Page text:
Standing up for the cancer volunteer became the cancer patient

CAPE GIRARDEAU, Mo. — A man near Cape Girardeau who is donating free car rides to cancer patients now needs just that — and more. A notable charity is committed to allowing this volunteer to live on and pass on.

“It’s good for me, but it’s good for other people, too,” said Tom Grantham, 76, of Jackson, Missouri, as he drove through his neighborhood with a FOX 2 crew.

Grantham has been a Road to Recovery volunteer for eight years, driving cancer patients to doctor’s appointments. It is about to restart after being paused by the COVID-19 pandemic.

“I’m excited (to start again) because I feel good enough, yes, I can safely drive people to and from treatments,” he said.

“I really understand what they’re going through now, how it’s affecting their lives. I’m getting emotional…sorry,” he said, sobbing during an interview in his living room.

The father of two and grandfather of five still rides a weekly Meals on Wheels route but is now a patient himself. In 2020 he was diagnosed with a rare, aggressive brain tumor.

The Lazarex Cancer Foundation (www.) will cover travel expenses for him to participate in a clinical trial at the renowned Dana Farber Cancer Institute in Boston. He is treated every three weeks.

The foundation has covered transportation costs, so this year around 1,500 cancer patients nationwide have been able to participate in groundbreaking clinical trials for cancer treatments. Lazarex has a $3.5 million travel budget for cancer patients this year, having started with a single patient in 2006. Dana Dornsife started the charity after her late brother-in-law, Mike, was diagnosed with pancreatic cancer.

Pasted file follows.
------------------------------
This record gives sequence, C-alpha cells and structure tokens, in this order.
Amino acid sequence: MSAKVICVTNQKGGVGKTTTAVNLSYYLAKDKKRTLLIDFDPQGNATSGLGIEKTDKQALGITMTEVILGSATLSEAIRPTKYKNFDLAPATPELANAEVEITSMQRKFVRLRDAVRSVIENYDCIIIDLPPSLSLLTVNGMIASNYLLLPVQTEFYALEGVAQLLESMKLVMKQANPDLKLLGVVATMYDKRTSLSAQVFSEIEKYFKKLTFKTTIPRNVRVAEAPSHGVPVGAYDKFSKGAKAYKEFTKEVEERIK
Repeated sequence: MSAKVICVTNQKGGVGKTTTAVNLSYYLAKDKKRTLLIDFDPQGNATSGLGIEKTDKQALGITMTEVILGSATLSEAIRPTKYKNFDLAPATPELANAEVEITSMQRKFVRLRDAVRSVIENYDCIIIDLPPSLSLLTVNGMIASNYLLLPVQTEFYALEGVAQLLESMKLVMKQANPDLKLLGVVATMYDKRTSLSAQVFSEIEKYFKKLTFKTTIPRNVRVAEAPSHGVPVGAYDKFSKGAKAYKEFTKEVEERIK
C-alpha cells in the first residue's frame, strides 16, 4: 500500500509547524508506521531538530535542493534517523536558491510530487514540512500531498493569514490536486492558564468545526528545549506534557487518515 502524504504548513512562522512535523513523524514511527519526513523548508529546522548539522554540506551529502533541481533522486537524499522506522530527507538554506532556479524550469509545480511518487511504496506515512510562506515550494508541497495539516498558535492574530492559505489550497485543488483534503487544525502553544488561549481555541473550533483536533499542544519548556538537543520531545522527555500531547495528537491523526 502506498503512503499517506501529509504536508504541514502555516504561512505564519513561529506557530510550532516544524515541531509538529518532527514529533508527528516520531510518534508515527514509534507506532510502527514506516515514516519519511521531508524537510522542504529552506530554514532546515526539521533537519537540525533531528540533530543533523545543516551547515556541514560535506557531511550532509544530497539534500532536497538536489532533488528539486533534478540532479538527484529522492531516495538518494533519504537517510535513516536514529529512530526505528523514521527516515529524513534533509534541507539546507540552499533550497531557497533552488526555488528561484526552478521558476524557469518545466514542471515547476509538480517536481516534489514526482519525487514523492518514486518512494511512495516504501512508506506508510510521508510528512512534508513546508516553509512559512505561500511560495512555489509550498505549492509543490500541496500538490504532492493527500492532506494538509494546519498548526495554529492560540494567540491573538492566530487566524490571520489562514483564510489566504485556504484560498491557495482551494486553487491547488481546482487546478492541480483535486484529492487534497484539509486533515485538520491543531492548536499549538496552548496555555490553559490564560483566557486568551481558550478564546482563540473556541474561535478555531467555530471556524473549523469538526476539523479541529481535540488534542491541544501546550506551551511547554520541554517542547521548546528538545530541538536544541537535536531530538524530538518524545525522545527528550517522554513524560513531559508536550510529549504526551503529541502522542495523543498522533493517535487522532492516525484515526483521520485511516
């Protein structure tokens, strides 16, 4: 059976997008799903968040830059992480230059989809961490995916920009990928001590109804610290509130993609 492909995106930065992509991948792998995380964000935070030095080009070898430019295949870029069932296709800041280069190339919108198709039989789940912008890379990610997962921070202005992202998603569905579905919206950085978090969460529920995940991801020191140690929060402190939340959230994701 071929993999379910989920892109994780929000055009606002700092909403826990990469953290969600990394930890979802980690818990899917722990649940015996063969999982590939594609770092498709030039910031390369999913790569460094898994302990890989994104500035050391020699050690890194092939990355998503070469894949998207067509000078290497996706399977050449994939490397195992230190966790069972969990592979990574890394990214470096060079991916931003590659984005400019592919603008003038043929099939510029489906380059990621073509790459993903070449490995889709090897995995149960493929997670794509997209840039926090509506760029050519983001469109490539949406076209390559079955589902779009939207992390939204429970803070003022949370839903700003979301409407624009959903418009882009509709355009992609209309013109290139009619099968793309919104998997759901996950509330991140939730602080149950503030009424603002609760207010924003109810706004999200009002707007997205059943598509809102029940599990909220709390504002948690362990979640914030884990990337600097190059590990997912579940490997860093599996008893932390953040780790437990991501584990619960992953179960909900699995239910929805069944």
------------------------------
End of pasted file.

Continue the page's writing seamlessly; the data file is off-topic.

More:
“We kept reaching into our pockets to pay for gas, tolls, parking and accommodation; just over and over again. How lucky Mike was to have a family who could write a check,” Dornsife said. “Then the next question arises: What do people do when they don’t? I love Tom’s heart and his spirit. He could easily decide, ‘You know, I’ve got enough on my plate.’”

“It was an opening, an aha moment,” Grantham said of his collaboration with Lazarex. “Yes, I helped these people. They appreciated it. I may not have realized how much I helped them.”

Grantham is responding well to treatment. He hopes his experimental immunotherapy will lead to a cure for future patients and that his story will send a message.

“You don’t have to face this alone. There are organizations, people, strangers, and friends and family who will help you. It’s a story to tell,” he said.

In two weeks, Grantham will be back on the road and back in the air, heading to St. Louis to catch a flight to Boston for another round of treatment, not just to keep living, but to keep giving back. Standing up for the cancer volunteer became the cancer patient

Sarah Y. Kim

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